Researchers find mass killings, school shootings are contagious
Sherry Towers was at Purdue University for a meeting on Jan. 21, 2014, when a gunman shot, stabbed and killed a student. Recalling three other school shootings that had made the news in the prior week, she wondered if the string of tragedies was more than coincidental.
In the days that followed, Towers, a statistician, modeler and an Arizona State University research professor, decided to study the data.
“I wondered if it was just a statistical fluke, or if somehow through news media those events were sometimes planting unconscious ideation in vulnerable people for a short time after each event,” she said.
Towers, who is affiliated with the Simon A. Levin Mathematical, Computational and Modeling Sciences Center, gathered a team of fellow researchers with a strong modeling and mathematics background. Joining her on the project were Regents’ Professor Carlos Castillo-Chavez, ASU assistant professor Anuj Mubayi, ASU graduate student Andres Gomez-Lievano and undergraduate student Maryam Khan of Northeastern Illinois University’s Mathematics Department.
The team examined databases on past high-profile mass killings and school shootings in the U.S. and fit a contagion model to the data to determine whether these tragedies inspired similar events in the near future.
They determined that mass killings – events with four or more deaths – and school shootings create a period of contagion that lasts an average of 13 days. Roughly 20 to 30 percent of such tragedies appear to arise from contagion.
As Towers explained, the hallmark of contagion is observing patterns of many events that are bunched in time, rather than occurring randomly in time.
The researchers knew that previous studies have shown that suicide in youths can be contagious, where one suicide in a school appears to spark the idea in other vulnerable youths to do the same.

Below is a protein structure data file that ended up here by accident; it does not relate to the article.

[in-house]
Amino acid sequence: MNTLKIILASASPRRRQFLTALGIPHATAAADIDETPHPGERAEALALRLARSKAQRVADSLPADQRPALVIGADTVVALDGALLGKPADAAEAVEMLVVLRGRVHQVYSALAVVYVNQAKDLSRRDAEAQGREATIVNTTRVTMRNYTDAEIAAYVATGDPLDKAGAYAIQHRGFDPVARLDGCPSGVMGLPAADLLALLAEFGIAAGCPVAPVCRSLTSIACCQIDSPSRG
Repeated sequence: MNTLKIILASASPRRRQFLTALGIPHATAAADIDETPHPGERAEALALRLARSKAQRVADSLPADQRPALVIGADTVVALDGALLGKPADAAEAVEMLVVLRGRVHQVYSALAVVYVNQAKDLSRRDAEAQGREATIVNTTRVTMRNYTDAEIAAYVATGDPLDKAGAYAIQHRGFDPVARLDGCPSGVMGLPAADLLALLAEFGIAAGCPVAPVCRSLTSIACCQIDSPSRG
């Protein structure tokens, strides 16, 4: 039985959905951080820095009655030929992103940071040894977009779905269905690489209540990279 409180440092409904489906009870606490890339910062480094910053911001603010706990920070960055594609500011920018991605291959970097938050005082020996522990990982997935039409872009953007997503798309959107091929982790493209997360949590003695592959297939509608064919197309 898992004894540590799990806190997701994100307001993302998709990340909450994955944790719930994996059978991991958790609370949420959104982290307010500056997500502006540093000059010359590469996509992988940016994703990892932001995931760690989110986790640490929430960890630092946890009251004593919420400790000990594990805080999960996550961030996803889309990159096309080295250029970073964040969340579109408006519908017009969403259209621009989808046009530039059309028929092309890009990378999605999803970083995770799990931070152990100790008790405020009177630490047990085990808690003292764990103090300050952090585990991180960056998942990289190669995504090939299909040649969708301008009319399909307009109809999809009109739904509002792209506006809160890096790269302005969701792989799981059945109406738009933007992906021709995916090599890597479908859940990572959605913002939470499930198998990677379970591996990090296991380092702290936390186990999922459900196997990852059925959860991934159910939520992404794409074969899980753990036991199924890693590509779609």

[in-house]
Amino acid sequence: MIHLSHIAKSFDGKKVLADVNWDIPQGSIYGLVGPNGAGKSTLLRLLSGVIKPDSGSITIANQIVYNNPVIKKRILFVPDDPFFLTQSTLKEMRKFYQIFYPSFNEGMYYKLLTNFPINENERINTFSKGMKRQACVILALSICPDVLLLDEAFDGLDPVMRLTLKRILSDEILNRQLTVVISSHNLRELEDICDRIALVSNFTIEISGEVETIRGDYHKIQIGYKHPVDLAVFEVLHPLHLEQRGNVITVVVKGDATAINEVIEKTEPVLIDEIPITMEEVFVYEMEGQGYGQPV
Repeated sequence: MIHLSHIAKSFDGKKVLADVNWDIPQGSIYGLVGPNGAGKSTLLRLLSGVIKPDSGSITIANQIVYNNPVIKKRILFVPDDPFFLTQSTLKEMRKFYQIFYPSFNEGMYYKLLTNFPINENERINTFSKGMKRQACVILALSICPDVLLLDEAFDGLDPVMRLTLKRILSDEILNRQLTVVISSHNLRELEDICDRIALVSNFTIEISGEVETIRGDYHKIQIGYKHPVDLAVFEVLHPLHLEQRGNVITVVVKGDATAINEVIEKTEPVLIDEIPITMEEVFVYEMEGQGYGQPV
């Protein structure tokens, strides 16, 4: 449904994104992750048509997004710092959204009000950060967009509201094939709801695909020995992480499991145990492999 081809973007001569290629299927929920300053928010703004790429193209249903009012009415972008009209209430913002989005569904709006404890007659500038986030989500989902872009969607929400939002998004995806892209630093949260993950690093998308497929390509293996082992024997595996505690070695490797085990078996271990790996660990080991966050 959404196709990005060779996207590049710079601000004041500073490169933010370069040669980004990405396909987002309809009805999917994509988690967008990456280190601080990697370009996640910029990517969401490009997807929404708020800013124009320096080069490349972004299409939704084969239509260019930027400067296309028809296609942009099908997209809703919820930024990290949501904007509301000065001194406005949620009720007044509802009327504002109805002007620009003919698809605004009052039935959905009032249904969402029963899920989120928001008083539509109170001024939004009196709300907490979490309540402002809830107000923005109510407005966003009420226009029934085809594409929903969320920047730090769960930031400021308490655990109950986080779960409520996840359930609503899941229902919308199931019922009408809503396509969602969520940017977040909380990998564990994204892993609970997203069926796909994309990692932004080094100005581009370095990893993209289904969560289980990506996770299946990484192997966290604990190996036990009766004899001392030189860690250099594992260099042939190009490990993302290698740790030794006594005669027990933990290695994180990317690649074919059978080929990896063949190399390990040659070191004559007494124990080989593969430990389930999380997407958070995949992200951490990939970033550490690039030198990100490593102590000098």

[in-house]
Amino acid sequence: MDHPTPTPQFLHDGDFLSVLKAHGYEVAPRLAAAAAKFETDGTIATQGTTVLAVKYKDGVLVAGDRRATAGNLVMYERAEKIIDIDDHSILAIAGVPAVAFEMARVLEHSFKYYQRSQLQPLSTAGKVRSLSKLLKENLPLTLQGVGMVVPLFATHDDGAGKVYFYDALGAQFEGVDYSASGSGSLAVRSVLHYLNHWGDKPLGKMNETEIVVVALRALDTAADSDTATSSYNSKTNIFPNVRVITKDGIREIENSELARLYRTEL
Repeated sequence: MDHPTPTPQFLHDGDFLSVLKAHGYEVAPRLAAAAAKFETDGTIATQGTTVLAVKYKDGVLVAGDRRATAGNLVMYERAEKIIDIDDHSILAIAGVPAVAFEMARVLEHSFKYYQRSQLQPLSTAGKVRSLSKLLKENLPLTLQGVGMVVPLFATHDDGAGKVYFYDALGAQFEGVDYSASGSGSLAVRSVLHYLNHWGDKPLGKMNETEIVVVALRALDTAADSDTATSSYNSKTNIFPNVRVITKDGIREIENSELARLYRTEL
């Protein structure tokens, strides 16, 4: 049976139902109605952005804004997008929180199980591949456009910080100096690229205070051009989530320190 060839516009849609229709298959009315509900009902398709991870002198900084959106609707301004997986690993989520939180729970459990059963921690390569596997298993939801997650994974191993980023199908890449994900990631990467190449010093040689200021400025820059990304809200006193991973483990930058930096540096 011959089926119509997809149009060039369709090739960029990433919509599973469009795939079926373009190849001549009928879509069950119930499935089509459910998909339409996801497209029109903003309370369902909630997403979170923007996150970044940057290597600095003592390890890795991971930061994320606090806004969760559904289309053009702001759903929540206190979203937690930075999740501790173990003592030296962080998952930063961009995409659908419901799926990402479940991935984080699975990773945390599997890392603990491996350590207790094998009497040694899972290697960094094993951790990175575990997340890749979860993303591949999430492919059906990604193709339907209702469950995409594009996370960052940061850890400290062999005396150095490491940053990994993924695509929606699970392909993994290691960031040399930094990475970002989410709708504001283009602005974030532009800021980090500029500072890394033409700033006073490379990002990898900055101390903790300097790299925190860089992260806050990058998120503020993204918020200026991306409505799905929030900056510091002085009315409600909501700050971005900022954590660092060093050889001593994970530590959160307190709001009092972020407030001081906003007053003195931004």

"It occurred to us that mass killings and school shootings that attract attention in the national news media can potentially do the same thing, but at a larger scale," Towers said. "While we can never determine which particular shootings were inspired by unconscious ideation, this analysis helps us understand aspects of the complex dynamics that can underlie these events.”
The resulting paper, “Contagion in Mass Killings and School Shootings,” appears in the July 2 edition of PLoS ONE.
On average, mass killings involving firearms occur approximately every two weeks in the U.S., and school shootings occur on average monthly. The team found that the incidence of these tragedies is significantly higher in states with a high prevalence of firearm ownership.
Castillo-Chavez, a mathematical epidemiologist in the College of Liberal Arts and Sciences' School of Human Evolution and Social Change, noted the relevance of the team’s research and the growing need to expand upon it.
He offered, “The tragic events in South Carolina demand that we make every effort to learn the influence that media may have on population-level behavior. We hope that this research inspires the efforts of others, particularly scientists, in helping us understand the impact of culture on random killings and how to prevent these heinous acts.”